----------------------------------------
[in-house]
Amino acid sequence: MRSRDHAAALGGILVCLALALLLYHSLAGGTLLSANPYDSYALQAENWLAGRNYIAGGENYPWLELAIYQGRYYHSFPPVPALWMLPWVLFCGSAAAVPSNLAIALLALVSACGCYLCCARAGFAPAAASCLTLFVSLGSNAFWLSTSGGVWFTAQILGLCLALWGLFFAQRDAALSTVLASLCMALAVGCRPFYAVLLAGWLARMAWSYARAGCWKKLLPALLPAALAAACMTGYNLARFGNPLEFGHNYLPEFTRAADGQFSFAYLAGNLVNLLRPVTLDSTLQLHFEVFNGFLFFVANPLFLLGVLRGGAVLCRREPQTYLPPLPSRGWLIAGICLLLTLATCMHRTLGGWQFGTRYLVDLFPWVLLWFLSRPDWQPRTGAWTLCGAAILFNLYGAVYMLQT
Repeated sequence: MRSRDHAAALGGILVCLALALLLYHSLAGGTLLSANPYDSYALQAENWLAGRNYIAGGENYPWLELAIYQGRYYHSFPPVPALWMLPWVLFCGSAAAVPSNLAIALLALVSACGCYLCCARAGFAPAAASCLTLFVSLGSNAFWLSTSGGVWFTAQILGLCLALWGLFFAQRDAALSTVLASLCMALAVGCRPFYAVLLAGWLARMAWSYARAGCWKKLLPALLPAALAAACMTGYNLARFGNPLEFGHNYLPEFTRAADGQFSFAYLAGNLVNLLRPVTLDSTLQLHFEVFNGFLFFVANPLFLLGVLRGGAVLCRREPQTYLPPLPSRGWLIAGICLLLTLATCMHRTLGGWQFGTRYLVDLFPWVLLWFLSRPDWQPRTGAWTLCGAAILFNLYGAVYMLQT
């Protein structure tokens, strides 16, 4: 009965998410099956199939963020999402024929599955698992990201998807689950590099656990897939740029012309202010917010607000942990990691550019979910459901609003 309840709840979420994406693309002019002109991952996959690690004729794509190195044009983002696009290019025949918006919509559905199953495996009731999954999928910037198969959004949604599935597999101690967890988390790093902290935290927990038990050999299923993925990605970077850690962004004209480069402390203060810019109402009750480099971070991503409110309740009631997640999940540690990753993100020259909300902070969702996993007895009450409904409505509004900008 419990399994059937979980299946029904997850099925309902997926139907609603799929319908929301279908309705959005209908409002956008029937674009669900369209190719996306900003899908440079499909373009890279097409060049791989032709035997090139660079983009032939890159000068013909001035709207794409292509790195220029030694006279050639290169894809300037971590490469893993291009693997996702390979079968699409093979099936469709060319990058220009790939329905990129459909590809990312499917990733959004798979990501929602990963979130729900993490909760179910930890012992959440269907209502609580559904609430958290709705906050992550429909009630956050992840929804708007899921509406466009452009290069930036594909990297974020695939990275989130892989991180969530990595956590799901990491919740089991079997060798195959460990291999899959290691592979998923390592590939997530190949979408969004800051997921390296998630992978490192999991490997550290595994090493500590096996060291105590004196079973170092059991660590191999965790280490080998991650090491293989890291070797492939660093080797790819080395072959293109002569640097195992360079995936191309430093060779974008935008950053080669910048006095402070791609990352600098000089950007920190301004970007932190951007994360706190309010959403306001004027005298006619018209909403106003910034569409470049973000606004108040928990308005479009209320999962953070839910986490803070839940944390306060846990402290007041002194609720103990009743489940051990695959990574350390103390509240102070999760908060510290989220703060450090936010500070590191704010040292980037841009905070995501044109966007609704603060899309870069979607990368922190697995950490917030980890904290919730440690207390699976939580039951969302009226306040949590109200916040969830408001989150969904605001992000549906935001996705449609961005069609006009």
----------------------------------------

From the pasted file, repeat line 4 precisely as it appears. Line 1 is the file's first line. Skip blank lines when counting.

């Protein structure tokens, strides 16, 4: 009965998410099956199939963020999402024929599955698992990201998807689950590099656990897939740029012309202010917010607000942990990691550019979910459901609003 309840709840979420994406693309002019002109991952996959690690004729794509190195044009983002696009290019025949918006919509559905199953495996009731999954999928910037198969959004949604599935597999101690967890988390790093902290935290927990038990050999299923993925990605970077850690962004004209480069402390203060810019109402009750480099971070991503409110309740009631997640999940540690990753993100020259909300902070969702996993007895009450409904409505509004900008 419990399994059937979980299946029904997850099925309902997926139907609603799929319908929301279908309705959005209908409002956008029937674009669900369209190719996306900003899908440079499909373009890279097409060049791989032709035997090139660079983009032939890159000068013909001035709207794409292509790195220029030694006279050639290169894809300037971590490469893993291009693997996702390979079968699409093979099936469709060319990058220009790939329905990129459909590809990312499917990733959004798979990501929602990963979130729900993490909760179910930890012992959440269907209502609580559904609430958290709705906050992550429909009630956050992840929804708007899921509406466009452009290069930036594909990297974020695939990275989130892989991180969530990595956590799901990491919740089991079997060798195959460990291999899959290691592979998923390592590939997530190949979408969004800051997921390296998630992978490192999991490997550290595994090493500590096996060291105590004196079973170092059991660590191999965790280490080998991650090491293989890291070797492939660093080797790819080395072959293109002569640097195992360079995936191309430093060779974008935008950053080669910048006095402070791609990352600098000089950007920190301004970007932190951007994360706190309010959403306001004027005298006619018209909403106003910034569409470049973000606004108040928990308005479009209320999962953070839910986490803070839940944390306060846990402290007041002194609720103990009743489940051990695959990574350390103390509240102070999760908060510290989220703060450090936010500070590191704010040292980037841009905070995501044109966007609704603060899309870069979607990368922190697995950490917030980890904290919730440690207390699976939580039951969302009226306040949590109200916040969830408001989150969904605001992000549906935001996705449609961005069609006009």